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THE STATE VS. PIERCING BODY PARTS : TRENDY FORM OF `SELF-EXPRESSION' WHIPS UP CONTROVERSY.



Byline: Bhavna Mistry Daily News Staff Writer

Between age 12 and 13, Margaret Greene says, she pierced her body in about a dozen places.

She pierced her ears, her belly button belly button Medtalk Umbilicus, navel , the webbed part of her hand, her bottom lip. Now 16, she says piercing her body is a form of expression.

``I think we should be able to do what we want to with our bodies. It's just a way of self-expression,'' said Greene, a junior at Palmdale High School div style="float:right; margin: 0 0 1em 2em; width: 20em; text-align: right; font-size: 0.86em; font-family: lucida grande, sans-serif; line-height: normal;">

'''Palmdale High School
.

But if Assemblyman George Runner George C. Runner, Jr. (born March 25 1952 in Scotia, New York) is a Republican California State Senator, who represents the 17th Senate District, which includes portions of Los Angeles County, San Bernardino County and Ventura County. , R-Lancaster, gets his way, piercing the ears, nose, lips, eyebrows, belly button, or any other part of a person under age 18 would be illegal without parental consent Parental consent laws (also known as parental involvement or parental notification laws) in some countries require that one or more parents consent to or be notified before their minor child can legally engage in certain activities. .

Runner has introduced a bill that would make it a misdemeanor to do body piercing body piercing Body image A disruption of a mucocutaneous surface with jewelry or dangling artifices. See Tattoos.  without the written consent of a minor's parent or guardian. Tattooing a person under age 18 without parental permission is already illegal under state law.

``Operators need to get permission before sticking something into somebody's body,'' Runner said.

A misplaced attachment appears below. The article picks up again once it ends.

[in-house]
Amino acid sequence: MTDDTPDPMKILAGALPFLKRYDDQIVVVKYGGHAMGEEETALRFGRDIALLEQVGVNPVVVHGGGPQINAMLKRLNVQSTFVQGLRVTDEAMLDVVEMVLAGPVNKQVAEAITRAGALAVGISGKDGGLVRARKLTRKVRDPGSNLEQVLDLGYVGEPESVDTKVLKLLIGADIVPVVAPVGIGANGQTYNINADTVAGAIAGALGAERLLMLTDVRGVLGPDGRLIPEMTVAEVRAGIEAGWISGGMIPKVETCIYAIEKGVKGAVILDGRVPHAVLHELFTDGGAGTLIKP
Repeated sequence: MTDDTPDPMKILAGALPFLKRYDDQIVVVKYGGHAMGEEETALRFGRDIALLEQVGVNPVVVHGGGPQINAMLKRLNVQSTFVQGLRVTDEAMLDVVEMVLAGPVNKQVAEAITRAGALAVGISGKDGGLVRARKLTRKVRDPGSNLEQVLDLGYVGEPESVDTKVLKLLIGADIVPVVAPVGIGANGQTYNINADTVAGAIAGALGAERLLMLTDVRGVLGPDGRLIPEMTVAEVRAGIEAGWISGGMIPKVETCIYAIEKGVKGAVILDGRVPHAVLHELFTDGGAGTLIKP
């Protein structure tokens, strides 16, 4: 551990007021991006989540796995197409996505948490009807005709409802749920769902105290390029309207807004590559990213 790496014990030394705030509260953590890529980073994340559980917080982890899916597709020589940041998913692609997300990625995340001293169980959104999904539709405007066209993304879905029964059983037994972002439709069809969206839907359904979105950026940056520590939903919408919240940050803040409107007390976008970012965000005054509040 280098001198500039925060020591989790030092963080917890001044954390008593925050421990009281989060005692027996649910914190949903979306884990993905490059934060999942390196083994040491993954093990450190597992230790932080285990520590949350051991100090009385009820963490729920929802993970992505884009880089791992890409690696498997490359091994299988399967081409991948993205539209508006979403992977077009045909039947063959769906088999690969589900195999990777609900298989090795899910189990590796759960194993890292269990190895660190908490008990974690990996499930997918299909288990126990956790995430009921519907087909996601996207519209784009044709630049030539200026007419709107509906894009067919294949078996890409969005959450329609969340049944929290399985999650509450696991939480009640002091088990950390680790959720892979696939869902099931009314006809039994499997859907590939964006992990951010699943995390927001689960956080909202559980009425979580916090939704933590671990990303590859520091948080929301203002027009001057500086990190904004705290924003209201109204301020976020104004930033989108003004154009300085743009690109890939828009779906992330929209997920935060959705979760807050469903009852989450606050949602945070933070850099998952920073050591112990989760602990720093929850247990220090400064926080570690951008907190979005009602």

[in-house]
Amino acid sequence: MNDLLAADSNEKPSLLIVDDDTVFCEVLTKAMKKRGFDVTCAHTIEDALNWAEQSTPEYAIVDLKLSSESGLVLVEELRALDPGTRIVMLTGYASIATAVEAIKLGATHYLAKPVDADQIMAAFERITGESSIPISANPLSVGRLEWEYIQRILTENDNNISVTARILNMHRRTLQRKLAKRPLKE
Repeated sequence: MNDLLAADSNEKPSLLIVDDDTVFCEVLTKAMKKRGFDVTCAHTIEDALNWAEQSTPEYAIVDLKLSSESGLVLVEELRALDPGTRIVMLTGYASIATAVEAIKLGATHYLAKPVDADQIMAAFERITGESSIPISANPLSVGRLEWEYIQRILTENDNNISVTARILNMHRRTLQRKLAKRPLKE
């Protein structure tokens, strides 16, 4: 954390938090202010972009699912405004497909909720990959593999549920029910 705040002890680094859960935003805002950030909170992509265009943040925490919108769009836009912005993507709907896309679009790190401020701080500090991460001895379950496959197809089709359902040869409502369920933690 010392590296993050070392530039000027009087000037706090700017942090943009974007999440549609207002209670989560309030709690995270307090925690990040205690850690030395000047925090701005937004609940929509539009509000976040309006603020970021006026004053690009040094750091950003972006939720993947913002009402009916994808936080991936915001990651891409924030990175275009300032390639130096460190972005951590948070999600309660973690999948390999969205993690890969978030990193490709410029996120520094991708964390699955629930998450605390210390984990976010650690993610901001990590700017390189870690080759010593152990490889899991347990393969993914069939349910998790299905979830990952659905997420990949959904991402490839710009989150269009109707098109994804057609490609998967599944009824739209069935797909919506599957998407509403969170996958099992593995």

According to according to
prep.
1. As stated or indicated by; on the authority of: according to historians.

2. In keeping with: according to instructions.

3.
 Runner, his Assembly Bill 99 was prompted by a call from a constituent, whose 14-year-old daughter had her belly button pierced without permission.

``We researched this and found out that a juvenile can do that,'' Runner said. ``They can go into one of those sleazy places, and mom and dad don't have to be notified.''

Greene, for one, doesn't think the state should interfere with her body piercing. And such a law likely wouldn't have stopped her. She didn't get pierced at a shop.

``I did it myself with a safety pin,'' she said.

In the Antelope Valley, most professional ear-piercing shops already have policies that prohibit body piercing on minors without consent of a parent or guardian.

Piercing Pagoda at Antelope Valley Mall The Antelope Valley Mall is an enclosed shopping mall in Palmdale, California.

Opened in September, 1990, its buildings take up around 1 million square feet (90,000 m²). Its physical main building, parking lots, and ring road businesses encompass an area a bit less than 0.
 goes beyond requiring written permission and demands that a parent be present.

``We're pretty strict,'' said Debbie Williams, a sales representative. ``We won't even allow grandparents grandparents nplabuelos mpl

grandparents grand nplgrands-parents mpl

grandparents grand npl
, aunts or older sisters.''

Psycho City, a tattooing and body-piercing shop in Lancaster, generally won't pierce anyone under the age of 18, although it does make exceptions for minors with notarized written parental permission.

JoJo Ackerman, a manager, finds the new proposal a sign of the times A Sign of the Times was a 1966 single by Petula Clark. Written by Tony Hatch, the uptempo pop number juxtaposed Clark's driving vocals with a powerful brass section. She introduced the tune on the Ed Sullivan Show on February 27, 1966. .

``The politicians need to worry about the real issues and not worry about if someone wants to get their ears pierced,'' Ackerman said. ``Body piercing has been going on for 40 years, but now they're trying to say something. It's silly. They're only paying attention because it's trendy.''

CAPTION(S):

3 Photos

Photo: (1-2--color in AV edition only) Margaret Greene, 16, a junior at Palmdale High School, top left, shows off her lip ring. She says she pierced her body in about a dozen places as a form of self-expression. Top right, Louis Rossi, 17, has pierced his eyebrow, chin and ear.

(3--color in AV edition only) Carrie Odell displays nose and earrings. The state is proposing a crackdown on body piercing.

Jeff Goldwater/Daily News
COPYRIGHT 1997 Daily News
No portion of this article can be reproduced without the express written permission from the copyright holder.
Copyright 1997, Gale Group. All rights reserved. Gale Group is a Thomson Corporation Company.

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Publication:Daily News (Los Angeles, CA)
Date:Jan 13, 1997
Words:492
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